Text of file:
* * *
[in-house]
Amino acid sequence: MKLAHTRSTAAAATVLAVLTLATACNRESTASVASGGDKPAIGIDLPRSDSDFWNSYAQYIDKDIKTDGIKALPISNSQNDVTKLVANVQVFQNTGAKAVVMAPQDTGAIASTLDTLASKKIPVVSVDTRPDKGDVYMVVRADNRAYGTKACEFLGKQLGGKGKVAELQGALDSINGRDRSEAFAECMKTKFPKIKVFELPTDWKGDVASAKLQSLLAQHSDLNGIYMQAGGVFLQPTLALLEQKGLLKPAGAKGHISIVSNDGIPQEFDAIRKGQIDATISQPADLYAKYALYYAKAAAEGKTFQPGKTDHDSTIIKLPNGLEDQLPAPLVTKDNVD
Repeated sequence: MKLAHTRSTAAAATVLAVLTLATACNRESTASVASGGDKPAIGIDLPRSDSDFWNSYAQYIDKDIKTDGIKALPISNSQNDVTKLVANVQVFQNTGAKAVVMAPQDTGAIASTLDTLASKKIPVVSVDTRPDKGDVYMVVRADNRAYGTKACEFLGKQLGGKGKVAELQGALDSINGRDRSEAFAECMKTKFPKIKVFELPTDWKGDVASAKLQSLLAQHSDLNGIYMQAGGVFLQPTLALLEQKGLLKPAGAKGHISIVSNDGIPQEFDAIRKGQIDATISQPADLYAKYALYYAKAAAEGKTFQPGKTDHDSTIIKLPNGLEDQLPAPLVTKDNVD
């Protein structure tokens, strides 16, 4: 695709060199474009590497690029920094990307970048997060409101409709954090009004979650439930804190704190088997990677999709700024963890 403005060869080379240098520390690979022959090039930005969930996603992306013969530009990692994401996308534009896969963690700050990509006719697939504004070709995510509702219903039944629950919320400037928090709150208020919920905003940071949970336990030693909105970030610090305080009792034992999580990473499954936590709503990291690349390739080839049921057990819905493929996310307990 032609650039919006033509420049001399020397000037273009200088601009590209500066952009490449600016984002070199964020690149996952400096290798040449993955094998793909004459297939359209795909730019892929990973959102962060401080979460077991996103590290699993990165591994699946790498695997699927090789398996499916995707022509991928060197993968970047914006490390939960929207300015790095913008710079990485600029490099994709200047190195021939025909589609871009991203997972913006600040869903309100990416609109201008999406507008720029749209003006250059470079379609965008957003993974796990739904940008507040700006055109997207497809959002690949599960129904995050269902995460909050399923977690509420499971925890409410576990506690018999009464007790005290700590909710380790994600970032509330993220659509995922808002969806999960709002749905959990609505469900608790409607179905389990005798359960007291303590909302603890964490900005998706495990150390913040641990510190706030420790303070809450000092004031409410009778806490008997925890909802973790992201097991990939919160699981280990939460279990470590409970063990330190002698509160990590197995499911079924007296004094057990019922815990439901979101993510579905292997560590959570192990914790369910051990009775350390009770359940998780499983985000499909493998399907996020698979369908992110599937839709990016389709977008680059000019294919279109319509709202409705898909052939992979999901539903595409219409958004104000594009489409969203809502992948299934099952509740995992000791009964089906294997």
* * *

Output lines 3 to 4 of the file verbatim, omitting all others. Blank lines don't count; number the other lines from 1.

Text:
Repeated sequence: MKLAHTRSTAAAATVLAVLTLATACNRESTASVASGGDKPAIGIDLPRSDSDFWNSYAQYIDKDIKTDGIKALPISNSQNDVTKLVANVQVFQNTGAKAVVMAPQDTGAIASTLDTLASKKIPVVSVDTRPDKGDVYMVVRADNRAYGTKACEFLGKQLGGKGKVAELQGALDSINGRDRSEAFAECMKTKFPKIKVFELPTDWKGDVASAKLQSLLAQHSDLNGIYMQAGGVFLQPTLALLEQKGLLKPAGAKGHISIVSNDGIPQEFDAIRKGQIDATISQPADLYAKYALYYAKAAAEGKTFQPGKTDHDSTIIKLPNGLEDQLPAPLVTKDNVD
């Protein structure tokens, strides 16, 4: 695709060199474009590497690029920094990307970048997060409101409709954090009004979650439930804190704190088997990677999709700024963890 403005060869080379240098520390690979022959090039930005969930996603992306013969530009990692994401996308534009896969963690700050990509006719697939504004070709995510509702219903039944629950919320400037928090709150208020919920905003940071949970336990030693909105970030610090305080009792034992999580990473499954936590709503990291690349390739080839049921057990819905493929996310307990 032609650039919006033509420049001399020397000037273009200088601009590209500066952009490449600016984002070199964020690149996952400096290798040449993955094998793909004459297939359209795909730019892929990973959102962060401080979460077991996103590290699993990165591994699946790498695997699927090789398996499916995707022509991928060197993968970047914006490390939960929207300015790095913008710079990485600029490099994709200047190195021939025909589609871009991203997972913006600040869903309100990416609109201008999406507008720029749209003006250059470079379609965008957003993974796990739904940008507040700006055109997207497809959002690949599960129904995050269902995460909050399923977690509420499971925890409410576990506690018999009464007790005290700590909710380790994600970032509330993220659509995922808002969806999960709002749905959990609505469900608790409607179905389990005798359960007291303590909302603890964490900005998706495990150390913040641990510190706030420790303070809450000092004031409410009778806490008997925890909802973790992201097991990939919160699981280990939460279990470590409970063990330190002698509160990590197995499911079924007296004094057990019922815990439901979101993510579905292997560590959570192990914790369910051990009775350390009770359940998780499983985000499909493998399907996020698979369908992110599937839709990016389709977008680059000019294919279109319509709202409705898909052939992979999901539903595409219409958004104000594009489409969203809502992948299934099952509740995992000791009964089906294997």